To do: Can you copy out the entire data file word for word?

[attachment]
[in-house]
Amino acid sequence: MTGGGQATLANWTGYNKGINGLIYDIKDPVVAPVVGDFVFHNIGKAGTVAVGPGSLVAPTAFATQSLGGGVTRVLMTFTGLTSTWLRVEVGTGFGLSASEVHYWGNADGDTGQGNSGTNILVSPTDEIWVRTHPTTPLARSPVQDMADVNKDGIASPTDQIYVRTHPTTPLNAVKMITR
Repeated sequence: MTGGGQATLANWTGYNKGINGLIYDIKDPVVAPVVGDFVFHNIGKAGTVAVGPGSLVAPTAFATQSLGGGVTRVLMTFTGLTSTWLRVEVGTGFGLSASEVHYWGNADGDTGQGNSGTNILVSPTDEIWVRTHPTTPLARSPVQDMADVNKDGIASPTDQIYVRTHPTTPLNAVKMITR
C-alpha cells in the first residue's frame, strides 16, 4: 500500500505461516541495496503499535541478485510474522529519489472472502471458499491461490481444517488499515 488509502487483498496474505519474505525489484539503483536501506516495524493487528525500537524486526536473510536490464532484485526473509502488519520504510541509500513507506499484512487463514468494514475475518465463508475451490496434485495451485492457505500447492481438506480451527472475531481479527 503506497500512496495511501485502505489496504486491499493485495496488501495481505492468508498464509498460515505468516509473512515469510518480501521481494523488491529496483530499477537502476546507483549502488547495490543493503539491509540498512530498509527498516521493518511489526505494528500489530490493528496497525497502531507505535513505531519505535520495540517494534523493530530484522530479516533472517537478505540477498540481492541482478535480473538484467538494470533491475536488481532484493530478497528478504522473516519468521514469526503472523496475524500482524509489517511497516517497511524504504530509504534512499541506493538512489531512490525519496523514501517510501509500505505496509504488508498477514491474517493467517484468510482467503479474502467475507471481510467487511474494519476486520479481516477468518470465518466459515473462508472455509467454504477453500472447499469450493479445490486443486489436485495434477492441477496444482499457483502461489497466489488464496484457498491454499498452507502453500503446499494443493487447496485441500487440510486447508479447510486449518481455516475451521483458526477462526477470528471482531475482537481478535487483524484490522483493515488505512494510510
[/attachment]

[in-house]
Amino acid sequence: MTGGGQATLANWTGYNKGINGLIYDIKDPVVAPVVGDFVFHNIGKAGTVAVGPGSLVAPTAFATQSLGGGVTRVLMTFTGLTSTWLRVEVGTGFGLSASEVHYWGNADGDTGQGNSGTNILVSPTDEIWVRTHPTTPLARSPVQDMADVNKDGIASPTDQIYVRTHPTTPLNAVKMITR
Repeated sequence: MTGGGQATLANWTGYNKGINGLIYDIKDPVVAPVVGDFVFHNIGKAGTVAVGPGSLVAPTAFATQSLGGGVTRVLMTFTGLTSTWLRVEVGTGFGLSASEVHYWGNADGDTGQGNSGTNILVSPTDEIWVRTHPTTPLARSPVQDMADVNKDGIASPTDQIYVRTHPTTPLNAVKMITR
C-alpha cells in the first residue's frame, strides 16, 4: 500500500505461516541495496503499535541478485510474522529519489472472502471458499491461490481444517488499515 488509502487483498496474505519474505525489484539503483536501506516495524493487528525500537524486526536473510536490464532484485526473509502488519520504510541509500513507506499484512487463514468494514475475518465463508475451490496434485495451485492457505500447492481438506480451527472475531481479527 503506497500512496495511501485502505489496504486491499493485495496488501495481505492468508498464509498460515505468516509473512515469510518480501521481494523488491529496483530499477537502476546507483549502488547495490543493503539491509540498512530498509527498516521493518511489526505494528500489530490493528496497525497502531507505535513505531519505535520495540517494534523493530530484522530479516533472517537478505540477498540481492541482478535480473538484467538494470533491475536488481532484493530478497528478504522473516519468521514469526503472523496475524500482524509489517511497516517497511524504504530509504534512499541506493538512489531512490525519496523514501517510501509500505505496509504488508498477514491474517493467517484468510482467503479474502467475507471481510467487511474494519476486520479481516477468518470465518466459515473462508472455509467454504477453500472447499469450493479445490486443486489436485495434477492441477496444482499457483502461489497466489488464496484457498491454499498452507502453500503446499494443493487447496485441500487440510486447508479447510486449518481455516475451521483458526477462526477470528471482531475482537481478535487483524484490522483493515488505512494510510